The Joplin Globe, Joplin, MO

Worship

July 23, 2012

Joplin missionary works cautiously to spread Christian message in Cuba

JOPLIN, Mo. — A visit to Reggie Thomas’ office is like taking a trip around the world. In 67 years of ministry, with all but 20 of those on the foreign mission field, this dedicated Joplin missionary has literally traversed the globe, spreading the word of God in 83 nations.

Mementos lining the walls, photo albums and pictures on computer discs provide an unforgettable testament to the love of Christ as exhibited by the 83-year-old Thomas, who could easily pass for someone 20 years younger.

With all the trips taken on behalf of his ministry, White Fields Overseas Evangelism, Thomas has shared the Christian message far and wide, but no excursion could have been more heartfelt than his recent stay in Cuba.

The trip commemorated the 15th anniversary of a Christian church established there in honor of him, his wife, Esther, and his White Fields team.

Thomas was evangelizing in India in 1996 when he read that a U.S. law, which prohibited preaching in Cuba due to an embargo against the communist country, had been amended.

High Risk, High Reward

“It took a whole year of paperwork, but I actually secured a license from the U.S. government giving me permission to go there from the standpoint of America,” Thomas said. “However, I was still illegal, according to Cuba. That is why I had to go secretly and still do to this day.”

Cuba prohibits anyone from evangelizing openly or having church buildings. The law prescribes worship to occur privately at someone’s home with no more than 12 people present at any time. However, Thomas said the latter rule is violated every Sunday all over the island.

On its first trip, White Fields, led by Thomas, organized one small house church and started a Bible institute with five students. Since then, the ministry has organized 40 house churches with 3,472 people converting to Christianity and being baptized. Not only that, but 12 students of the Bible institute, in keeping with the four-year course of Bible studies that American Bible colleges follow, are scheduled to be in the first graduating class in October of next year.

In making 42 trips to Cuba over the past 15 years, White Fields missionaries has had to use caution concerning preaching. Cuban law has clamped down on open evangelism. In fact, Thomas has been arrested twice over such restrictions.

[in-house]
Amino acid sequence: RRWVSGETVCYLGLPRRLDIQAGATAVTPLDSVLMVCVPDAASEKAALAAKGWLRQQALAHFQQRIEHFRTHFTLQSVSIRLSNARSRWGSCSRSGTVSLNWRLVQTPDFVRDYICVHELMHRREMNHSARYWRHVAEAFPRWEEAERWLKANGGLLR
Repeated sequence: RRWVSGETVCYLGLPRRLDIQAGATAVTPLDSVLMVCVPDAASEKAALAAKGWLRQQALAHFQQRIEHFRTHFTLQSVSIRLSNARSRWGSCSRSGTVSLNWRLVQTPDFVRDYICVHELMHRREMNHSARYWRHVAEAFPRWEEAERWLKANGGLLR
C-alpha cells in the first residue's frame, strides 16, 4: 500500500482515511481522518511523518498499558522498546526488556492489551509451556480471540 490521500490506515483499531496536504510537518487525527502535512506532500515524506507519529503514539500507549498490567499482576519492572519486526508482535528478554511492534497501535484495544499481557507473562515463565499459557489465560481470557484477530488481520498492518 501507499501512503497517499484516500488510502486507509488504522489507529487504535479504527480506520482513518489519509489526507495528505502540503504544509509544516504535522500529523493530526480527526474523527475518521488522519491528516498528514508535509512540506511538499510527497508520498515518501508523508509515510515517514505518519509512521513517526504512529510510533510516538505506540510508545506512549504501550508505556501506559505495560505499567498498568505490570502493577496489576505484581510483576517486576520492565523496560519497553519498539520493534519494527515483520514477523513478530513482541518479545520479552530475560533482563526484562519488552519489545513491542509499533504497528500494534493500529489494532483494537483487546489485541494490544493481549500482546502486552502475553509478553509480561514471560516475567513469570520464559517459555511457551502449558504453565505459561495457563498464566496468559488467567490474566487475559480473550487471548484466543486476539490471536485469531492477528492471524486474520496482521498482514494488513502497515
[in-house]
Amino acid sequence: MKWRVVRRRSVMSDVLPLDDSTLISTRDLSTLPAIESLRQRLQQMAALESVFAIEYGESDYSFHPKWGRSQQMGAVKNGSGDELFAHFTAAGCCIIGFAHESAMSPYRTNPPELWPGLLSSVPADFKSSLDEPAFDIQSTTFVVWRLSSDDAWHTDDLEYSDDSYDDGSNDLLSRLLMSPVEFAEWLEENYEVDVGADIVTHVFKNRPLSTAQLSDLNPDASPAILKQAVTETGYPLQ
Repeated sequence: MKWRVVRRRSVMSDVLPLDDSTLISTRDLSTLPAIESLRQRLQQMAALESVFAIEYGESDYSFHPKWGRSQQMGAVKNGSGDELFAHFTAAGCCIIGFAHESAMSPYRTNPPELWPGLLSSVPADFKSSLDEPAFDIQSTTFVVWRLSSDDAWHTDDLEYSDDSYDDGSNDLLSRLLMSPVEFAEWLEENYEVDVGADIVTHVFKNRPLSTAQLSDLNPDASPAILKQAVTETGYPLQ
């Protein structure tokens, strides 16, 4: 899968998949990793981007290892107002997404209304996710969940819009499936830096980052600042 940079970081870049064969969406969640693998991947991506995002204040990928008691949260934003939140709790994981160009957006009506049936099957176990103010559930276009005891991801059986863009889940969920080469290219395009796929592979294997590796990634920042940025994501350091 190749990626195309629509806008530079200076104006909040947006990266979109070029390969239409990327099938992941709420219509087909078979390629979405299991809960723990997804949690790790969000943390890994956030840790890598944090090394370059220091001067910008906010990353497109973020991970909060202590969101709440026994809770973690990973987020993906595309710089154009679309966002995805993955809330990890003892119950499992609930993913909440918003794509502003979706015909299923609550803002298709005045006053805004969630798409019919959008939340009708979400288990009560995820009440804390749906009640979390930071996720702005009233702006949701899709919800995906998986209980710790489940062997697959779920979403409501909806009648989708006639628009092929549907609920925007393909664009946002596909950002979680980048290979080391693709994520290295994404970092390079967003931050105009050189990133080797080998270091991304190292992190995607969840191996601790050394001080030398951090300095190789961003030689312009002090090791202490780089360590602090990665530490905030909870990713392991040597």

The first arrest came in 1998 following a service in a garage, which had been converted into a house church. A zealous church leader decided to set a loud speaker out and crank up the volume of Thomas’ preaching and gospel music. More than 100 people attended the service, including a government informant.

“The Cubans have an informant in every neighborhood, and someone turned me in,” said Thomas, who also worked as director of overseas evangelism for the Revival Fires Ministry in Joplin during the 1970s. “When I got back to my hotel, there was a note for me to report to the office of immigration the next morning. I was really frightened because I knew it was very serious.”

Esther insisted on going with him in case her husband was sent to prison. After about two hours of interrogation, Thomas thought he was going to jail, especially after he was reminded that it was against the law to preach in public.

Even though the interrogator emphasized that he had the authority to send Thomas to prison or fine him $2,000, he decided to do neither one, adding that he let him go because Thomas had told him the truth.

“I asked him if he wanted me to leave the island immediately, but he said ‘No. Enjoy Cuba. Go to the beach, but don’t preach,’” said Thomas, who launched White Fields Overseas Evangelism out of Ozark Christian College.

The second time Thomas was arrested was in 2002. One of the house church preachers thought it would be a good idea to get his church registered with the government, so they would be free to come and go as they like.

After notifying authorities that they were coming to get registered, they were met on another part of the island and whisked off for interrogation, much like the first encounter four years earlier. But, again, they were freed after promising to do no more preaching in public.

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